If you defer your foreign education by a year, make sure you utilize the interim time well. Take a course here or a job to get some work experience and then go to your foreign university a year later.
Garg says, “If parents firmly believe it’s best to cancel the admission then request the foreign university to cancel the admission and refund the fees paid by applying on the student portal or send an email to the admission department of the university.” Each university will have its own refund procedure. You will also have to cancel the education loan if it’s sanctioned. There will be charges applicable for cancelling the education loan.
Retirement corpus not meant for funding studies
Avishek’s father feels that funding his child’s education from his retirement corpus is important at the moment. So, he plans to withdraw from his retirement savings if banks don’t lend. Warns Vishal Dhawan, certified financial planner and founder of Plan Ahead Wealth Advisors, “Never touch your retirement corpus for funding your children’s education goals. This will have a negative impact on your retirement.” After retirement no bank gives loans to meet your day-to-day requirements.
What if parents plan for the foreign education, but there is a job loss or reduction in income due to COVID-19? “Then, parents should tell the children that they will partially fund their children’s foreign education from their savings. Encourage your children to be responsible, to study hard and ask them to apply for scholarships or financial-aid from the foreign university while studying,” says Gaurav Mashruwala, a certified financial planner.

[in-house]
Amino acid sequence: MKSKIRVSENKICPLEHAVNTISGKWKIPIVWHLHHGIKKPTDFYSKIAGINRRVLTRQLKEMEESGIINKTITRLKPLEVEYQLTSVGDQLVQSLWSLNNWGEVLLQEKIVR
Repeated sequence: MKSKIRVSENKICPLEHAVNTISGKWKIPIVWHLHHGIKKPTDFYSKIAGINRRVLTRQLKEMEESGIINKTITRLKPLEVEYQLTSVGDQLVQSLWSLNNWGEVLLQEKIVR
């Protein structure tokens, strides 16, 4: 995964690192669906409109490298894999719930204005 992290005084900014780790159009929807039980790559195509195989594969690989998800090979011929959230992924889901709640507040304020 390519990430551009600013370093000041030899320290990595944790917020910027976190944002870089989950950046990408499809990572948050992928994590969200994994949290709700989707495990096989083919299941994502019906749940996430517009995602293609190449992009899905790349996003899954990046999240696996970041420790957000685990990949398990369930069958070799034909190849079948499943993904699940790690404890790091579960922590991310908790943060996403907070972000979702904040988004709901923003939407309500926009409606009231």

A weak rupee adds to costs
In the last seven weeks, the rupee has depreciated over eight per cent against the US dollar. This has forced parents to rethink the overseas education plans of their children.
Sudarshan Motwani, Founder and CEO, BookMyForex.com has a different view. He says, “Rupee depreciation will not have such a deep impact on foreign education. While making a financial plan for the education goal, it’s taken into consideration by financial advisors.” But that applies to those who have planned for their children’s education much in advance.
The depreciation of the rupee against all currencies is not equal. Dhawan says, “Parents have to look at currency movement of the specific country where their children are going to study rather looking only at USD and INR change.”
Buy a student travel insurance plan
It’s important for students to take a medical insurance policy while travelling abroad for their studies. However, choosing the right insurance cover is crucial. You can buy an insurance plan either from an Indian insurer or an insurer in a foreign country that has tied up with the university where you plan to study. For instance, a one-year policy from Indian insurer with sum insured of $500000 for a 20-year-old student costs Rs 11,000 -Rs 20,000, including taxes. This policy covers accidents and medical emergencies while studying abroad. It also covers loss of baggage, passport and important documents.
When you have a tight budget, it’s better to go for a domestic insurance provider, considering the cost-effectiveness. The premium charged by Indian companies is significantly lower. Dhawan says, “If money is not a constraint, you can opt to buy the policy from a foreign insurer tied up with the university, as it will give a more extensive health cover, taking into consideration the COVID-19 pandemic.”